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Pakistan Militants Threaten More Bombs

A militant group that claimed to be behind the deadly Marriott Hotel bombing in Pakistan's capital threatened more attacks Wednesday, warning again that Pakistanis should stop cooperating with the United States.

In a cell phone message to reporters, the little known group calling itself "Fedayeen al-Islam" - "Islam commandos" - referred to the owner of the Marriott by name.

"All those who will facilitate Americans and NATO crusaders like (owner Sadruddin) Haswani, they will keep on receiving the blows," said the message, which was in English.

It was impossible to verify the identity of the group or say whether it was in a position to make good on the threat. Pakistani officials were not immediately available for comment.

The group demanded that Pakistan break with Washington in an earlier message that claimed responsibility for Saturday's truck bombing at the Marriott in Islamabad, a blast that killed 53 people and wounded more than 270.

Little or nothing is known about the group. Pakistani officials suspect al Qaeda or Taliban militants carried out the bombing.

The attack underscored the threat posed by Islamic extremists, many of whom are based in the lawless, tribal regions along northwestern Pakistan's border with Afghanistan.

Concerned about the possibility of further attacks, the U.S. State Department has announced it's prohibiting all American government personnel from staying at or even visiting major hotels in Islamabad and the key cities of Karachi and Peshawar, and told them to stay away from restaurants as well. In addition, a notice from the U.S. Embassy in Islamabad urged American citizens working or visiting there to take similar precautions.

The U.S. has stepped up attacks on suspected militants in the frontier area, mostly by missiles fired from unmanned drones operating from Afghanistan. The incursions - especially a ground raid into South Waziristan by American commandos Sept. 3 - have angered many Pakistanis.

On Wednesday, Pakistan's army said it had found the wreckage of a suspected surveillance drone in South Waziristan, but denied claims by Pakistani intelligence officials that troops and local people shot down the aircraft.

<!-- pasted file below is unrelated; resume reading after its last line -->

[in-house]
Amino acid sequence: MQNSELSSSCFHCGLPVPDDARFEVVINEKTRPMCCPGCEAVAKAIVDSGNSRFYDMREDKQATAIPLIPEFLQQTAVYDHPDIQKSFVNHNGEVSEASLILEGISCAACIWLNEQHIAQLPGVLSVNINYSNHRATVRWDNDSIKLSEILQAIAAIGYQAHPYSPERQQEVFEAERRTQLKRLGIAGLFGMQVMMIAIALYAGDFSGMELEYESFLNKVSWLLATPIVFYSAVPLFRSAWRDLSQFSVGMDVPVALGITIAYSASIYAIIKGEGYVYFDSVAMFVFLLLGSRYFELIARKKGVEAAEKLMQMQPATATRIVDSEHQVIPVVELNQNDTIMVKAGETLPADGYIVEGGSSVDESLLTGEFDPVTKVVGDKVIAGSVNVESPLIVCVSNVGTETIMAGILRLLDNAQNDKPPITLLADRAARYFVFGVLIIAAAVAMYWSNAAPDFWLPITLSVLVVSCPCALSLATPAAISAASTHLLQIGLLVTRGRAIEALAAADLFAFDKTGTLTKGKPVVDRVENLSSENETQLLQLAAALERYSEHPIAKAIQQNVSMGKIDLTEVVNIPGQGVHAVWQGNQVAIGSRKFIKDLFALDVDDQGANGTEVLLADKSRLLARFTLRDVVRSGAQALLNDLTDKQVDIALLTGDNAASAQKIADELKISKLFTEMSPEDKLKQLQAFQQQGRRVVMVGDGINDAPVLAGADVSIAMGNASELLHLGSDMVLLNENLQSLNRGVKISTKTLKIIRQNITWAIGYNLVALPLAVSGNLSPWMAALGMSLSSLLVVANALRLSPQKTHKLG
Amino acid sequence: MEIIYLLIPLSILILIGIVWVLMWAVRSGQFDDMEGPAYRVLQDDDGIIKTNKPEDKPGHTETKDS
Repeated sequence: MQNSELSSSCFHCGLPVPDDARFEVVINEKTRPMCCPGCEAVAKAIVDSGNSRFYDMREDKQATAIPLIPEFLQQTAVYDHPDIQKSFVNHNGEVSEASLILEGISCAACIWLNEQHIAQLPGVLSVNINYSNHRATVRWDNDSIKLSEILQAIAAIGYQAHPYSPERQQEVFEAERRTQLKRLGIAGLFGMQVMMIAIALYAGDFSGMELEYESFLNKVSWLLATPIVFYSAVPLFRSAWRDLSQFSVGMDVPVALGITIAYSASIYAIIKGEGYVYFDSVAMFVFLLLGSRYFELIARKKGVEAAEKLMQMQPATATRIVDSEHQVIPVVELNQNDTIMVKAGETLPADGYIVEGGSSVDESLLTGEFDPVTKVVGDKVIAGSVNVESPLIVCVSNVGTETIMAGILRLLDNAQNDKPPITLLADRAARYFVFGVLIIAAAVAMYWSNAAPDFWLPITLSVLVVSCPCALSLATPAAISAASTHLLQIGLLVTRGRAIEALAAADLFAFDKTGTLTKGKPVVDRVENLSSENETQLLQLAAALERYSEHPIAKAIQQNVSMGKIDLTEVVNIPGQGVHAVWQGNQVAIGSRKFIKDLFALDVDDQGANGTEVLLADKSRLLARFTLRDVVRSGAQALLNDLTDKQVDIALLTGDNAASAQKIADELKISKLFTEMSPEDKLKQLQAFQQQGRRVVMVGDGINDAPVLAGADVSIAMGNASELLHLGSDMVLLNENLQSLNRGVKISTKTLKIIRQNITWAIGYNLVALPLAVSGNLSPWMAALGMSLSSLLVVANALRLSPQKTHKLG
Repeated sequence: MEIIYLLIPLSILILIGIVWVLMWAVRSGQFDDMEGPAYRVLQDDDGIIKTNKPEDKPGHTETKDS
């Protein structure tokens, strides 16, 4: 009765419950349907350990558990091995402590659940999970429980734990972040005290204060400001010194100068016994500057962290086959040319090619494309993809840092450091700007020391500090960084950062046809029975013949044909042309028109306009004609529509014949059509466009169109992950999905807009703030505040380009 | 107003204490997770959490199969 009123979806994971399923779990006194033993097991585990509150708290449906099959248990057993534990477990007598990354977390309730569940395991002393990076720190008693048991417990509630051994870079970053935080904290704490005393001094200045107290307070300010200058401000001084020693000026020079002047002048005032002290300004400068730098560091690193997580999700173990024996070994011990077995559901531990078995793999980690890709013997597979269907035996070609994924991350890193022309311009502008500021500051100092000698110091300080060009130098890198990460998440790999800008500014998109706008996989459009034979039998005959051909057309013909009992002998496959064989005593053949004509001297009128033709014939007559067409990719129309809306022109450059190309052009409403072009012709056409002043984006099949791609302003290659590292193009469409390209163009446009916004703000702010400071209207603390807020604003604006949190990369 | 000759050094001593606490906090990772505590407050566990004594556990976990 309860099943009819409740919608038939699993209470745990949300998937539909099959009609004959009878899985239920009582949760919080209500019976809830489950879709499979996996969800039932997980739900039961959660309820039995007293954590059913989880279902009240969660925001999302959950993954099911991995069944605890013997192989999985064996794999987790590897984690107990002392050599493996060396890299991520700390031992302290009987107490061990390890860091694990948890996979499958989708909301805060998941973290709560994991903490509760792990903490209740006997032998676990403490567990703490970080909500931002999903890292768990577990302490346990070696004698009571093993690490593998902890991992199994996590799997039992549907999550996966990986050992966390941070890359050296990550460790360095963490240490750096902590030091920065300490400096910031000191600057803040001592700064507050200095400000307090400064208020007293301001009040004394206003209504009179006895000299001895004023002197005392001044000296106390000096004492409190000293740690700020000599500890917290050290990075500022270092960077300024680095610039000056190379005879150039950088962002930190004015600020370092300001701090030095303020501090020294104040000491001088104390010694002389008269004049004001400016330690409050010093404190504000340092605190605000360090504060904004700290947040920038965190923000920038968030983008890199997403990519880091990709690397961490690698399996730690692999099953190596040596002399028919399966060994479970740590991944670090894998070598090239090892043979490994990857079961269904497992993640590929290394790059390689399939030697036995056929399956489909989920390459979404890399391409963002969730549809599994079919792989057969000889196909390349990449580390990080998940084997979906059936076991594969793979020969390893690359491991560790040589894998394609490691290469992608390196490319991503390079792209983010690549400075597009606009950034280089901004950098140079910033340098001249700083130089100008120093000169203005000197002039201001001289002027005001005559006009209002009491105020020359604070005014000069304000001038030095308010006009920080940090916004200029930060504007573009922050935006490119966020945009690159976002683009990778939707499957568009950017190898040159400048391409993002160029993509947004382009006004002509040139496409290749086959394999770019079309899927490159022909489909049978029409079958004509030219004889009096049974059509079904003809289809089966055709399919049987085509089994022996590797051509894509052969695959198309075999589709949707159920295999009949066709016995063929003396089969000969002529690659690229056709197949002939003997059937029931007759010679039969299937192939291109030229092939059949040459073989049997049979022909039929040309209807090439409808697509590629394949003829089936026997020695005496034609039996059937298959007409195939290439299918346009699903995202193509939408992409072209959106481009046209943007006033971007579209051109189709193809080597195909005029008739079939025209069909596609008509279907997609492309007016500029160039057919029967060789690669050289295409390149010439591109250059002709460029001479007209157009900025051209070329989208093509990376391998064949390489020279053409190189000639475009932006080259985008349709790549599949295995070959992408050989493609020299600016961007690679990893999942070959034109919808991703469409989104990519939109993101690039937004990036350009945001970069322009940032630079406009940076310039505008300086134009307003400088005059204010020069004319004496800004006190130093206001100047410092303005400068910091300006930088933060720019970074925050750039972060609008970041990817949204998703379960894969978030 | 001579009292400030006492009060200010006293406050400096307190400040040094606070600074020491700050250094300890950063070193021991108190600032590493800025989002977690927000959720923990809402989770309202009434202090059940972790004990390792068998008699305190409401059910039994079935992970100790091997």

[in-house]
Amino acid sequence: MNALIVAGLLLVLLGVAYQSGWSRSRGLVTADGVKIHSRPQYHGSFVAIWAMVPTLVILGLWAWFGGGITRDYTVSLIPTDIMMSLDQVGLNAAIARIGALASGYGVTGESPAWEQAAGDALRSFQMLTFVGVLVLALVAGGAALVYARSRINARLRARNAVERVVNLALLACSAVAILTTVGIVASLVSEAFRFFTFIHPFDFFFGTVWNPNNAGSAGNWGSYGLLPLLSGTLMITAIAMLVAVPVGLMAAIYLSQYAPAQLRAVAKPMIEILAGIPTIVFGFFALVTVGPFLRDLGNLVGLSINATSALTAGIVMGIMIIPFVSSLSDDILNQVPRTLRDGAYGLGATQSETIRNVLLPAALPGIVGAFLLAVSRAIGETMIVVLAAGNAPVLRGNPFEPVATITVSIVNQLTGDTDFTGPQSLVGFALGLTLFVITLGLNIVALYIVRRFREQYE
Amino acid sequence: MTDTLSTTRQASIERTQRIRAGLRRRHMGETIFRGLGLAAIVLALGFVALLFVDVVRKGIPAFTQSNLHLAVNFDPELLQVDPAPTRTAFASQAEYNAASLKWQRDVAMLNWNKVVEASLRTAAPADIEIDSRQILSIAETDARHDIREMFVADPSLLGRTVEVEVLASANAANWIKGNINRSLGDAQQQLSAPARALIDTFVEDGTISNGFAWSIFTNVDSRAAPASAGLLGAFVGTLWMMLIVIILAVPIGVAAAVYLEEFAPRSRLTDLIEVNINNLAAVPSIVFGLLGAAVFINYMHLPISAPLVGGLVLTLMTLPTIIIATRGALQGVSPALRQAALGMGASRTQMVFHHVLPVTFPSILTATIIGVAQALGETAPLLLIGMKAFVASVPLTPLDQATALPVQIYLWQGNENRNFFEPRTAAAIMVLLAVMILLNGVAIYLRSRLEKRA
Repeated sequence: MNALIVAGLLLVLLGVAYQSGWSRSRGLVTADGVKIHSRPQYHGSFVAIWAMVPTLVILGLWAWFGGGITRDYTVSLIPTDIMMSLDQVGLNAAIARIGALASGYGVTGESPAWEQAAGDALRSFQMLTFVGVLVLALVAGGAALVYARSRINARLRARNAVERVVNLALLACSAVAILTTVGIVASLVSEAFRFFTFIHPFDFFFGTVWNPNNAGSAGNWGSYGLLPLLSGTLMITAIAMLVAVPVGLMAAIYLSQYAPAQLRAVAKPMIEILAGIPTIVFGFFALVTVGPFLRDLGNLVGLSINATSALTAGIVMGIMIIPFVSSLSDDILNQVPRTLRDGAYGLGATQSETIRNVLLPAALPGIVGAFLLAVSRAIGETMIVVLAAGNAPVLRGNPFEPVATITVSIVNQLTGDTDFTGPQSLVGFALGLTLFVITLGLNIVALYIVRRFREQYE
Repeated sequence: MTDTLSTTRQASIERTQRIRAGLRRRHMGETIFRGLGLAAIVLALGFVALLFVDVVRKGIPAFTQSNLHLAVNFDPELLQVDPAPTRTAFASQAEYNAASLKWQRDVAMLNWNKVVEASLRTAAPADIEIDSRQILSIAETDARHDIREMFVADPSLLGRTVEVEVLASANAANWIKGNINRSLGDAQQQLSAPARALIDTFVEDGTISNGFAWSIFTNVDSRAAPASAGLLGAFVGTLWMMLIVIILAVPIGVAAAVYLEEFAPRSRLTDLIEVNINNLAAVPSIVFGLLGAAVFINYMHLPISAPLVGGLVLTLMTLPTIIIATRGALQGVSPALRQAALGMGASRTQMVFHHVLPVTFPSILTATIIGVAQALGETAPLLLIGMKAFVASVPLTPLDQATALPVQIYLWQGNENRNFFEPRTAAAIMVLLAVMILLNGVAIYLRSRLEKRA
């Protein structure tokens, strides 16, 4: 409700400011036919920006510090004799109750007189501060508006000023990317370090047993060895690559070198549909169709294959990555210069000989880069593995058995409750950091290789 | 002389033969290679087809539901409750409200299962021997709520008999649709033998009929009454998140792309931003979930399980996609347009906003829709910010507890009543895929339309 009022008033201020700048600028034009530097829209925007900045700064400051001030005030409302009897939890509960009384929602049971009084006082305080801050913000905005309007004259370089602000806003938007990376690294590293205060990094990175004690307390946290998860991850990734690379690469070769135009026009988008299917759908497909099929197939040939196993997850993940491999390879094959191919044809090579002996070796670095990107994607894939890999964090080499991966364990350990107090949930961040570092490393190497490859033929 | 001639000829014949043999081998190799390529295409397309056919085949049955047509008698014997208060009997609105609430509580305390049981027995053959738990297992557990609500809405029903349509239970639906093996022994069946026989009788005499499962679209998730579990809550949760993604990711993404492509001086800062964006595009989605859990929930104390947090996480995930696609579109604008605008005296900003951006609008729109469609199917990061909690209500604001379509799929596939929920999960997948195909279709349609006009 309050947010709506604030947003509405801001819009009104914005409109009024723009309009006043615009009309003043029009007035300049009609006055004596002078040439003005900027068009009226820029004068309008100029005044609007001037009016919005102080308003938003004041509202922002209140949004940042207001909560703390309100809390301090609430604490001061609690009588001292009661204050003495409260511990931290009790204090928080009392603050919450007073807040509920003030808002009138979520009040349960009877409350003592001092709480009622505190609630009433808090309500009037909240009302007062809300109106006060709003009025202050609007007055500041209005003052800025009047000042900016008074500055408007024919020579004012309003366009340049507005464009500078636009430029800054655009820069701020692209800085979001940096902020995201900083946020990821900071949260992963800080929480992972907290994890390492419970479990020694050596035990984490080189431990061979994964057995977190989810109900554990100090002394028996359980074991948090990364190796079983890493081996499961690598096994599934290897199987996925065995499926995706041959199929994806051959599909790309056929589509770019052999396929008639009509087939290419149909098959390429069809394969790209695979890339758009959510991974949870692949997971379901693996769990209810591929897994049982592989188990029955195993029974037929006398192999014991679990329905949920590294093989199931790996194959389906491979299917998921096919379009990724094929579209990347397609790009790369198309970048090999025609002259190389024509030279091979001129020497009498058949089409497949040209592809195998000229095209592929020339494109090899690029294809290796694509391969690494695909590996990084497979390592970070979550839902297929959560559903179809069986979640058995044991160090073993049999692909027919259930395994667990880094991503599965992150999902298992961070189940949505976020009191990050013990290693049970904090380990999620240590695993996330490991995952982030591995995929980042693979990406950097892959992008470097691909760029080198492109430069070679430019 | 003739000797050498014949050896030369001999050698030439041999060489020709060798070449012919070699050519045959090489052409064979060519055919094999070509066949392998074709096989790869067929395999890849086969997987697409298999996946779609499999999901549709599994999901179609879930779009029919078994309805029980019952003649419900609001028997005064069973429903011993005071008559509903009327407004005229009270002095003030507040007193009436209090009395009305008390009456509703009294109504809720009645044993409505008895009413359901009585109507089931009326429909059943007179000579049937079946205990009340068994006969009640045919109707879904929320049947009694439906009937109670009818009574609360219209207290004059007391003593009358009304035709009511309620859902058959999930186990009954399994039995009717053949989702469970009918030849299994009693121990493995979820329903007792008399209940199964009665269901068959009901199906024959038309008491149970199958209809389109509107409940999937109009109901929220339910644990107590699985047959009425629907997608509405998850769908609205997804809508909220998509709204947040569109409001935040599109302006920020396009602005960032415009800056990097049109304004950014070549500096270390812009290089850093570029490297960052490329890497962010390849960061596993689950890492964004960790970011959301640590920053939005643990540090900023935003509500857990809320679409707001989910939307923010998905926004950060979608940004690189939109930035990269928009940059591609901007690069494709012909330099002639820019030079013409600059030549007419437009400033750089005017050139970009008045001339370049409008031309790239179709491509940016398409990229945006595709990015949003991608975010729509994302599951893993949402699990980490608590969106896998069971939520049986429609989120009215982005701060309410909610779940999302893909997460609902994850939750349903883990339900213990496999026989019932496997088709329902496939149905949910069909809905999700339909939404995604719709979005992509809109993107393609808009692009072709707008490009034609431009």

The army statement said security forces recovered the drone, but it did not say anything about the plane's origin. It said a technical problem appeared to have caused the plane to crash and it was investigating.

The U.S.-led coalition in Afghanistan said one of its drones, which can be equipped with video surveillance equipment, went down Tuesday in the Afghan province of Paktika, bordering South Waziristan. But it said coalition forces retrieved the plane and no others were missing. The CIA also operates drones in the region.

Pakistani civilian leaders have condemned the cross-border operations by U.S. forces, while the army has vowed to defend Pakistan's territory "at all cost."

"We will not tolerate any act against our sovereignty and integrity in the name of the war against terrorism," Prime Minister Yousuf Raza Gilani told journalists. "We are fighting extremism and terror not for any another country, but our own country. This is our own war."

In the latest violence, a suicide bomber killed an 11-year-old girl and wounded 11 troops and some children in the frontier city of Quetta, officials said.

Security forces supported by helicopter gunships killed 20 militants in a second day of fighting near the town of Khar in another border area, Bajur, officials said. Just north of Khar, a roadside bomb killed two pro-government tribesmen and wounded several others.

Militant warlords have established virtual mini-states in the tribal belt, levying taxes and enforcing strict Taliban-style social codes and justice.

On Wednesday, a so-called "Peace Committee" executed four alleged murderers in Wana, the main town in South Waziristan, a witness said. Din Muhammed said members of the committee used mosque loudspeakers to summon a crowd before the four were shot.

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